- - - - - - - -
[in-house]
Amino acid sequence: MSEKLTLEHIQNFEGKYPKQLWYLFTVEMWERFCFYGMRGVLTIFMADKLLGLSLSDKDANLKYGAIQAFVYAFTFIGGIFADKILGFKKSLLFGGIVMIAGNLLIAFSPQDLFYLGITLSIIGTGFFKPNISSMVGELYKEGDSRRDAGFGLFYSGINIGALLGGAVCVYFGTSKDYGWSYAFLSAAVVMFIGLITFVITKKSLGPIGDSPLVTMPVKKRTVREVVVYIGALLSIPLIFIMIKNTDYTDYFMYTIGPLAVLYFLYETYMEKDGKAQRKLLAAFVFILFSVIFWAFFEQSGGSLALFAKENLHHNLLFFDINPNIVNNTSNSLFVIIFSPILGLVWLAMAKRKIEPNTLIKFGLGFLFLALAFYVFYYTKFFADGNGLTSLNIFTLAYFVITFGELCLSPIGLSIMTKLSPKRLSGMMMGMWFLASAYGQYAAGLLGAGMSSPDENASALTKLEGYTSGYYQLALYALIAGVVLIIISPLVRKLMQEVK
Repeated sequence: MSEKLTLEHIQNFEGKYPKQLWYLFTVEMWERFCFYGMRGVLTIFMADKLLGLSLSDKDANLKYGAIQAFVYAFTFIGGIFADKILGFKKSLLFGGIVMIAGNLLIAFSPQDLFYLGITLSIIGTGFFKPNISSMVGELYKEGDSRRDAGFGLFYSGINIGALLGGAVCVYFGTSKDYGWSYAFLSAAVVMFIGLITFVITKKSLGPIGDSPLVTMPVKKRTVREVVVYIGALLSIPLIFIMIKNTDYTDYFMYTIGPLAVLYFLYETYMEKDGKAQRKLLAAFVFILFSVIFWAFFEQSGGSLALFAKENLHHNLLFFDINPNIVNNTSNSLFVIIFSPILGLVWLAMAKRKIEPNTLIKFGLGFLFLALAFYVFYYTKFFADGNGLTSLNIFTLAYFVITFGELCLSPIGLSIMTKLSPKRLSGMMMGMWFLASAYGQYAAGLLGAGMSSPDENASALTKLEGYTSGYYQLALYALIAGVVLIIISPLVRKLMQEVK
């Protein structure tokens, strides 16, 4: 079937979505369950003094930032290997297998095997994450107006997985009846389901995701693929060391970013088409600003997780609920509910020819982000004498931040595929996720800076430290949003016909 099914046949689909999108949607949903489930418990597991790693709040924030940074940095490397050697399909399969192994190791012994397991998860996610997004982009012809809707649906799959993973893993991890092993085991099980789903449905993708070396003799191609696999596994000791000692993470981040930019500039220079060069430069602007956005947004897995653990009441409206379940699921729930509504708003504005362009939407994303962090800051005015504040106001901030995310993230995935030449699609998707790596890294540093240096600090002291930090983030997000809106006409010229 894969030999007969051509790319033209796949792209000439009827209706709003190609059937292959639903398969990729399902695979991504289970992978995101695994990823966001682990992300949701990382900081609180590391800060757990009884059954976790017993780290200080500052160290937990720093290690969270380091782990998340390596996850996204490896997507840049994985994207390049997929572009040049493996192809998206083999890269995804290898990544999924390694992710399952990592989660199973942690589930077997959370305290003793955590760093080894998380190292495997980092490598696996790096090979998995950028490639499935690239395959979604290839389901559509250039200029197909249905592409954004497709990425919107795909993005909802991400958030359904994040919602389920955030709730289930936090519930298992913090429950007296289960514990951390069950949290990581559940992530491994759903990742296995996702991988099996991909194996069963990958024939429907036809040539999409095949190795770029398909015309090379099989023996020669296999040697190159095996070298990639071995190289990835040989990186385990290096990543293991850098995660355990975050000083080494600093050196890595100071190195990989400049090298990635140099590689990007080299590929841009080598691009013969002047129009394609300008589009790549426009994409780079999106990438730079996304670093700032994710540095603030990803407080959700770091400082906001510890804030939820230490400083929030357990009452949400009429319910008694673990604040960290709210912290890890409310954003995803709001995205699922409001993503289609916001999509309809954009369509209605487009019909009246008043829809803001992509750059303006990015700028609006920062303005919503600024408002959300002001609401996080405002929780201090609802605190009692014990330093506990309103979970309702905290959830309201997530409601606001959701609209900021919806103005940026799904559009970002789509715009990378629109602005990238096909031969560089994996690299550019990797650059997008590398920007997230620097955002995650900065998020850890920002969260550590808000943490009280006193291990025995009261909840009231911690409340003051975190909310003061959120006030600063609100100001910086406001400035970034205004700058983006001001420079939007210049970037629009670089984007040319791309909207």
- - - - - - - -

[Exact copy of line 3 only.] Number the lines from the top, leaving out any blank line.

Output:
Repeated sequence: MSEKLTLEHIQNFEGKYPKQLWYLFTVEMWERFCFYGMRGVLTIFMADKLLGLSLSDKDANLKYGAIQAFVYAFTFIGGIFADKILGFKKSLLFGGIVMIAGNLLIAFSPQDLFYLGITLSIIGTGFFKPNISSMVGELYKEGDSRRDAGFGLFYSGINIGALLGGAVCVYFGTSKDYGWSYAFLSAAVVMFIGLITFVITKKSLGPIGDSPLVTMPVKKRTVREVVVYIGALLSIPLIFIMIKNTDYTDYFMYTIGPLAVLYFLYETYMEKDGKAQRKLLAAFVFILFSVIFWAFFEQSGGSLALFAKENLHHNLLFFDINPNIVNNTSNSLFVIIFSPILGLVWLAMAKRKIEPNTLIKFGLGFLFLALAFYVFYYTKFFADGNGLTSLNIFTLAYFVITFGELCLSPIGLSIMTKLSPKRLSGMMMGMWFLASAYGQYAAGLLGAGMSSPDENASALTKLEGYTSGYYQLALYALIAGVVLIIISPLVRKLMQEVK